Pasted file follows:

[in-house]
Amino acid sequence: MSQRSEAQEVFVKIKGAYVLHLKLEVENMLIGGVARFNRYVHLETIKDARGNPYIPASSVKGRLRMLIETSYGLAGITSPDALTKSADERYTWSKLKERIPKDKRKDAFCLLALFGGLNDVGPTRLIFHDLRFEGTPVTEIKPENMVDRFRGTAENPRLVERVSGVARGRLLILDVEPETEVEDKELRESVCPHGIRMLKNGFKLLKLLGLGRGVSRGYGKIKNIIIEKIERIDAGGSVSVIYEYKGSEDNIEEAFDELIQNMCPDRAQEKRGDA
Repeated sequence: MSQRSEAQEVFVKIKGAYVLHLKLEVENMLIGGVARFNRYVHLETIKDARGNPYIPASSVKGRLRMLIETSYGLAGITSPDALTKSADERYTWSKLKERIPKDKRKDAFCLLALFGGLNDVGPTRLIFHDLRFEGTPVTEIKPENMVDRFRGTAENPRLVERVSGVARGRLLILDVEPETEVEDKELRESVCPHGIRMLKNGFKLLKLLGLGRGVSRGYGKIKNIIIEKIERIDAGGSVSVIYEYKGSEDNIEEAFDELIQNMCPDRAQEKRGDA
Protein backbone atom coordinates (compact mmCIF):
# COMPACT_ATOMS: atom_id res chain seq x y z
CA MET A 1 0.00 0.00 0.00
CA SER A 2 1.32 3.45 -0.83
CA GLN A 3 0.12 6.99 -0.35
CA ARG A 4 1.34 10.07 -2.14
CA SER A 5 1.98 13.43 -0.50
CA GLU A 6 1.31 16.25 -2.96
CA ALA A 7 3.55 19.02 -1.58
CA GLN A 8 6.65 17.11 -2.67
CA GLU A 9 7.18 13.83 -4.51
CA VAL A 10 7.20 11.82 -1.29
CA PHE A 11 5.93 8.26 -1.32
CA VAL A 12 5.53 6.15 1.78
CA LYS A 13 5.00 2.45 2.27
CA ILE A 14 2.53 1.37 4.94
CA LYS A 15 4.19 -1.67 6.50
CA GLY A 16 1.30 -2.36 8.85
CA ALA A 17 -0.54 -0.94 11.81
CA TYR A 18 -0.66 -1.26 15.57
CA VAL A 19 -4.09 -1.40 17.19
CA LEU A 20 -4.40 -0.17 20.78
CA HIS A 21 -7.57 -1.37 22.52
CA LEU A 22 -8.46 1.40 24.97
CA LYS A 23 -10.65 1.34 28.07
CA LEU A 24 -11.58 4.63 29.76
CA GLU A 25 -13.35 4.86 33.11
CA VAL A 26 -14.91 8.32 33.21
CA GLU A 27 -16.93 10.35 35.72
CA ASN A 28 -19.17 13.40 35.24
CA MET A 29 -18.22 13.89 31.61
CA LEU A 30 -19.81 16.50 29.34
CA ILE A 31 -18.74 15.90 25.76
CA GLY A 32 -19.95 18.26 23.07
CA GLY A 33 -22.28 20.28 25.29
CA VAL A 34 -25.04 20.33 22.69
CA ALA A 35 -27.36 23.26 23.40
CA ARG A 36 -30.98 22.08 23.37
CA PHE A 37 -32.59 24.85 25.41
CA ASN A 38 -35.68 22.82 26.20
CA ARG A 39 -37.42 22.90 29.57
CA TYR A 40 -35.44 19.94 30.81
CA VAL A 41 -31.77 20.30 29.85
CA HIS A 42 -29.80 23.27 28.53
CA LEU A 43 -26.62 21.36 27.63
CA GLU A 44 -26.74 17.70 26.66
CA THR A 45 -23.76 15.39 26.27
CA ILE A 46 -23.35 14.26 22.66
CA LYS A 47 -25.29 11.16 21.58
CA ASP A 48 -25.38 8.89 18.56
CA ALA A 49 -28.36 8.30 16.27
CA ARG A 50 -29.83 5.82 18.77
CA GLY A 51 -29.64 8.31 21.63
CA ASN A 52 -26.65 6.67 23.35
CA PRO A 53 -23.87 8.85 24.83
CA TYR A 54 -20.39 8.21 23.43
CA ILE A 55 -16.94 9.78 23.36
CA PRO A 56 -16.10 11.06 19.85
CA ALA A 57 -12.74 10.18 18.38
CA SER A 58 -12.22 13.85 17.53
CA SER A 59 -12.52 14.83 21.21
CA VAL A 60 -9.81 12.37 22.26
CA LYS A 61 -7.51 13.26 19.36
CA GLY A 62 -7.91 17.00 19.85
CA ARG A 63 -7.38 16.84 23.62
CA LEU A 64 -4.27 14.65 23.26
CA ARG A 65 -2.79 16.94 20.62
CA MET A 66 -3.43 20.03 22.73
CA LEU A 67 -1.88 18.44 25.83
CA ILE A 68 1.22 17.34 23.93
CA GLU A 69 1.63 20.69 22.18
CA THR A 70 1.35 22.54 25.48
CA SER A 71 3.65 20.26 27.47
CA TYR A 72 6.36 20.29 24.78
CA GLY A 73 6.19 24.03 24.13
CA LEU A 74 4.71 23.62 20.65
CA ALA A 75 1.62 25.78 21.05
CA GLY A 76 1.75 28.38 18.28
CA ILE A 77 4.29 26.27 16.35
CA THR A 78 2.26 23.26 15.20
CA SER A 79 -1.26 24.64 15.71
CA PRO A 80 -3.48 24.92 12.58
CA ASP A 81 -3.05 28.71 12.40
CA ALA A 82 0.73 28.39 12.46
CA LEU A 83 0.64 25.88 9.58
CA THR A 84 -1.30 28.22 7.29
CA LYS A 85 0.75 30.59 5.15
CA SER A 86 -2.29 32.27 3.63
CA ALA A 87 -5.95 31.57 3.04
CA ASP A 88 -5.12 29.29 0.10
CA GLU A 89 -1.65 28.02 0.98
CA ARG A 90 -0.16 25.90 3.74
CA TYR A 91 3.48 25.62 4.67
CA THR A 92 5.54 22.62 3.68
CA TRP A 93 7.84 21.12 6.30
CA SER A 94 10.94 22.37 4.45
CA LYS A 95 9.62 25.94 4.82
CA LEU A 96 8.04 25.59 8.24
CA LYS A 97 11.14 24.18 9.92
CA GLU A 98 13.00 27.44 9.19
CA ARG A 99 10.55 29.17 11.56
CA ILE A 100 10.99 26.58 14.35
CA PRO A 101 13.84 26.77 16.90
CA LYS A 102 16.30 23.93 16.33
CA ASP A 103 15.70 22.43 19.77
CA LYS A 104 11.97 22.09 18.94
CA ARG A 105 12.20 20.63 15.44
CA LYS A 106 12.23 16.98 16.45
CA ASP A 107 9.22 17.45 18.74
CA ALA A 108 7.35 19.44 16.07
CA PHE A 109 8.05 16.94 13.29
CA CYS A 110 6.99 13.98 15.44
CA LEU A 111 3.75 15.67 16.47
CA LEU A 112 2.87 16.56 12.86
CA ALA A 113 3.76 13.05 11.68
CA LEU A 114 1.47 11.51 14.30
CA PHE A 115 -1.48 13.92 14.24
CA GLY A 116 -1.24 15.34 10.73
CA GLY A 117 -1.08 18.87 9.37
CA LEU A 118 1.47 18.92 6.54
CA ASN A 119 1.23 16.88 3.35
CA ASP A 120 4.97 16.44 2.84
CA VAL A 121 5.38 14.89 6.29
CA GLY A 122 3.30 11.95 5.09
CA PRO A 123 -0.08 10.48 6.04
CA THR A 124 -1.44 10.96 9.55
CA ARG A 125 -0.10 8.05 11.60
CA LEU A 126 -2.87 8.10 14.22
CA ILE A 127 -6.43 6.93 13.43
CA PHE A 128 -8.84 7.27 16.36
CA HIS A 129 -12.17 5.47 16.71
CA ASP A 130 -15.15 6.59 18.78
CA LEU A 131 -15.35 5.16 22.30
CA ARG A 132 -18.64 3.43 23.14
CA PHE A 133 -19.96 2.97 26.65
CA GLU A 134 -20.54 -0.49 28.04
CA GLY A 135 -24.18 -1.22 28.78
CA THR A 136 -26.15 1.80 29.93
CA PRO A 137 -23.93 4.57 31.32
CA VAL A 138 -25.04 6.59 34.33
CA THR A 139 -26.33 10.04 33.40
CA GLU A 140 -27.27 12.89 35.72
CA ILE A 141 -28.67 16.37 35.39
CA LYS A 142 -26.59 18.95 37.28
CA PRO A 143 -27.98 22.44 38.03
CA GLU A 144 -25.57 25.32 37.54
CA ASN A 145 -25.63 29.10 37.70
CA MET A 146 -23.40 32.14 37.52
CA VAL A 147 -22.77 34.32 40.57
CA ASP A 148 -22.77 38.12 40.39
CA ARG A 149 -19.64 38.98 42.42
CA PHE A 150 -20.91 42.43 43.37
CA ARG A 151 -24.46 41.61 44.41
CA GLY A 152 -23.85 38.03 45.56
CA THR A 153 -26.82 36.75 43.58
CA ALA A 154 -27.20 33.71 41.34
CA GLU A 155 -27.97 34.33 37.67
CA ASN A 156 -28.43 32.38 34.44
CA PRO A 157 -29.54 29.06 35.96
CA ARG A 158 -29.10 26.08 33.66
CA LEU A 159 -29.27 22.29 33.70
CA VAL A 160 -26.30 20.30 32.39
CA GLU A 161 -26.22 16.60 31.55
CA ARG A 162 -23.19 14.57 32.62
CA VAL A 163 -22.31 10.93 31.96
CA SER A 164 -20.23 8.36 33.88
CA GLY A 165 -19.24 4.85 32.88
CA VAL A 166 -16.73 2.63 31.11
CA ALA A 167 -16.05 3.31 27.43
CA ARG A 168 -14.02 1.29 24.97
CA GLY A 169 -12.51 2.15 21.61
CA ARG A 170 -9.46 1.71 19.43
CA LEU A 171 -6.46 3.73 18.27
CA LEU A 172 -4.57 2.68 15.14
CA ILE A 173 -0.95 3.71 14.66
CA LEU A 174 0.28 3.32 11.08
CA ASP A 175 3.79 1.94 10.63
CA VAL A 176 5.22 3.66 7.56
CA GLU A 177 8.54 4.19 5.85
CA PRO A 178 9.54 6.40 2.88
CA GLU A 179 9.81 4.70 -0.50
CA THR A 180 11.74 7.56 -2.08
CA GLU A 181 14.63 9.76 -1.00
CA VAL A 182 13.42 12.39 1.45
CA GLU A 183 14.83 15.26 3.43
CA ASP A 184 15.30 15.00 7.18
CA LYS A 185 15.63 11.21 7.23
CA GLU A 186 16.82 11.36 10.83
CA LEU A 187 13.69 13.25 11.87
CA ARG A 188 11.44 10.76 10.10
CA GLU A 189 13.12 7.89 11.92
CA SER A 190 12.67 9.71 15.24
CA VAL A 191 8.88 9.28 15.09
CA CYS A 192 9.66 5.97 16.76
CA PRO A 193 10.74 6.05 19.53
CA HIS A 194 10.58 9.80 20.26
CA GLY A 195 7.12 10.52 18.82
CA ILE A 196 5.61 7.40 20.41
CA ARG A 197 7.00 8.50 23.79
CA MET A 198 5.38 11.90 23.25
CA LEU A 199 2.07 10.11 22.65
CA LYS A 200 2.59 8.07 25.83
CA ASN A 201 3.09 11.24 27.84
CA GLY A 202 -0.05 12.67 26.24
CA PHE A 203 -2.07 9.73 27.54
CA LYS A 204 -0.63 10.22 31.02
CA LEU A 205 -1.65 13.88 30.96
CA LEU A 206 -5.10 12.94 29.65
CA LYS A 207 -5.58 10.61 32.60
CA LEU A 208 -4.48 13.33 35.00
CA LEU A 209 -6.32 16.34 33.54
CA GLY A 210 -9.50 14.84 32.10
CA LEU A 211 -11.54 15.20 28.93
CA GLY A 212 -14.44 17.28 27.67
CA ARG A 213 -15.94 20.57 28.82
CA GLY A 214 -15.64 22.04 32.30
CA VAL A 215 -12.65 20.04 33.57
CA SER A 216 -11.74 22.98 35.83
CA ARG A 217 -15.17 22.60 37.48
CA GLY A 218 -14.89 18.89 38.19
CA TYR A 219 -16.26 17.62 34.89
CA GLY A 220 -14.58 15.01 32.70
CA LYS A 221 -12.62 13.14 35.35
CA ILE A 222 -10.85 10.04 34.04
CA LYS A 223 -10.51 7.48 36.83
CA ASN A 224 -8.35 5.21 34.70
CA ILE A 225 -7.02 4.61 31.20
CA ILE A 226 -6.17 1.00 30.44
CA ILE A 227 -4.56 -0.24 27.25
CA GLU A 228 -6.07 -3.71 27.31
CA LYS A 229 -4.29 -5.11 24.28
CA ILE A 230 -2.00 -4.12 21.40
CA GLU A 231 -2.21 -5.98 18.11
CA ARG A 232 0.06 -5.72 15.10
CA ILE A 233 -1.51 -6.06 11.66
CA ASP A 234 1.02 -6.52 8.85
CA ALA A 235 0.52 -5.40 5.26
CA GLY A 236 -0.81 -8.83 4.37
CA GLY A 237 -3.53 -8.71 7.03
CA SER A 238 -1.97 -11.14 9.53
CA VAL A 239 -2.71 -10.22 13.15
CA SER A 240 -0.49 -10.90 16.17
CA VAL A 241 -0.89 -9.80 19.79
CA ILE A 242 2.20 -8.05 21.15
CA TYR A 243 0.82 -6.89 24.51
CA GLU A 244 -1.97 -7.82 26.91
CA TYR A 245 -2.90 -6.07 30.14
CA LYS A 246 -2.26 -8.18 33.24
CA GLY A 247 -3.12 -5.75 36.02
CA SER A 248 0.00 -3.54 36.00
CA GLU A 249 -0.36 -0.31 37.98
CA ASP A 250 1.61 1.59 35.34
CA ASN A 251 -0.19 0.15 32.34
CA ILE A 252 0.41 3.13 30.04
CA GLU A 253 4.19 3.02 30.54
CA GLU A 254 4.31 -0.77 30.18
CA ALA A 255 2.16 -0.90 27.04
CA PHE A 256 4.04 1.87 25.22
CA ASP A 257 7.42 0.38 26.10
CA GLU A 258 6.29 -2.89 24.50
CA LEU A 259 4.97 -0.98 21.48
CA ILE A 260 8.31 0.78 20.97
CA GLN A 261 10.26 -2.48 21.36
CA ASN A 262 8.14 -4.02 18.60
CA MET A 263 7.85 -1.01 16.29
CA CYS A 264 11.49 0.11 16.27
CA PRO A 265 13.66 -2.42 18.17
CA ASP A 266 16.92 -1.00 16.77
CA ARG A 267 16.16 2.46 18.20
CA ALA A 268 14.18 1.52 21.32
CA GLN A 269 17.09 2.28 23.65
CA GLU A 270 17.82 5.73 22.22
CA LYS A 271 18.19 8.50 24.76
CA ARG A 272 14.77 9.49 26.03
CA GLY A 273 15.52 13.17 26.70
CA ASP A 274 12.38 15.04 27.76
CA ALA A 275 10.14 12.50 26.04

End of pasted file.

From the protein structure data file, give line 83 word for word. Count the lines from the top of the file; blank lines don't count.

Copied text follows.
CA THR A 78 2.26 23.26 15.20